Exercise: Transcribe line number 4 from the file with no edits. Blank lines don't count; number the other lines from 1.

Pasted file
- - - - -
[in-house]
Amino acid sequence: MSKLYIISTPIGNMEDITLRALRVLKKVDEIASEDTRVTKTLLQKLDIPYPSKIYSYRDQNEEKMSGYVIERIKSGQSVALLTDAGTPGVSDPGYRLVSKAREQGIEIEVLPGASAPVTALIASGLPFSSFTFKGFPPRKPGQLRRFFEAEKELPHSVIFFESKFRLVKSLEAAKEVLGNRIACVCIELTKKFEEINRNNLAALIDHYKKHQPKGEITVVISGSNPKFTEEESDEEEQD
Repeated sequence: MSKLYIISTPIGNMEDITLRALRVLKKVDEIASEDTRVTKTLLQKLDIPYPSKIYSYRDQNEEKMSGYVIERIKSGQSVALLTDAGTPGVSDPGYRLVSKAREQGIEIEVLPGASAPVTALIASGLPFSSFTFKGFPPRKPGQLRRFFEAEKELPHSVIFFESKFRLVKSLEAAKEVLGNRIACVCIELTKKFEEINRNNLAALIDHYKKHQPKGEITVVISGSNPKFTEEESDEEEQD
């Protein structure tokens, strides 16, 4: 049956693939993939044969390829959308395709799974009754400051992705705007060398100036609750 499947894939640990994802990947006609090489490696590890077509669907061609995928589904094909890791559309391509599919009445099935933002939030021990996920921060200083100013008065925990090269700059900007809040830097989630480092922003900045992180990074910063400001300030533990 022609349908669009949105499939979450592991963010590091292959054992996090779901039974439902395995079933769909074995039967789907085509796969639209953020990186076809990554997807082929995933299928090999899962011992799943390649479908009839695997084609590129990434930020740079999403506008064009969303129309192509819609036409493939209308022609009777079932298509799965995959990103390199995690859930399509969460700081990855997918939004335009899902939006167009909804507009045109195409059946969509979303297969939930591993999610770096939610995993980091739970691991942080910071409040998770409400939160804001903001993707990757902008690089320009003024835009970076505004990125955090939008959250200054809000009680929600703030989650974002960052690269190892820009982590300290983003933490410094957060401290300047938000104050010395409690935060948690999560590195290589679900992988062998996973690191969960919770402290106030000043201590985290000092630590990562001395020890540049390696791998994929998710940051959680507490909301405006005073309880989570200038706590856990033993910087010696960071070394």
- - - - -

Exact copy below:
């Protein structure tokens, strides 16, 4: 049956693939993939044969390829959308395709799974009754400051992705705007060398100036609750 499947894939640990994802990947006609090489490696590890077509669907061609995928589904094909890791559309391509599919009445099935933002939030021990996920921060200083100013008065925990090269700059900007809040830097989630480092922003900045992180990074910063400001300030533990 022609349908669009949105499939979450592991963010590091292959054992996090779901039974439902395995079933769909074995039967789907085509796969639209953020990186076809990554997807082929995933299928090999899962011992799943390649479908009839695997084609590129990434930020740079999403506008064009969303129309192509819609036409493939209308022609009777079932298509799965995959990103390199995690859930399509969460700081990855997918939004335009899902939006167009909804507009045109195409059946969509979303297969939930591993999610770096939610995993980091739970691991942080910071409040998770409400939160804001903001993707990757902008690089320009003024835009970076505004990125955090939008959250200054809000009680929600703030989650974002960052690269190892820009982590300290983003933490410094957060401290300047938000104050010395409690935060948690999560590195290589679900992988062998996973690191969960919770402290106030000043201590985290000092630590990562001395020890540049390696791998994929998710940051959680507490909301405006005073309880989570200038706590856990033993910087010696960071070394």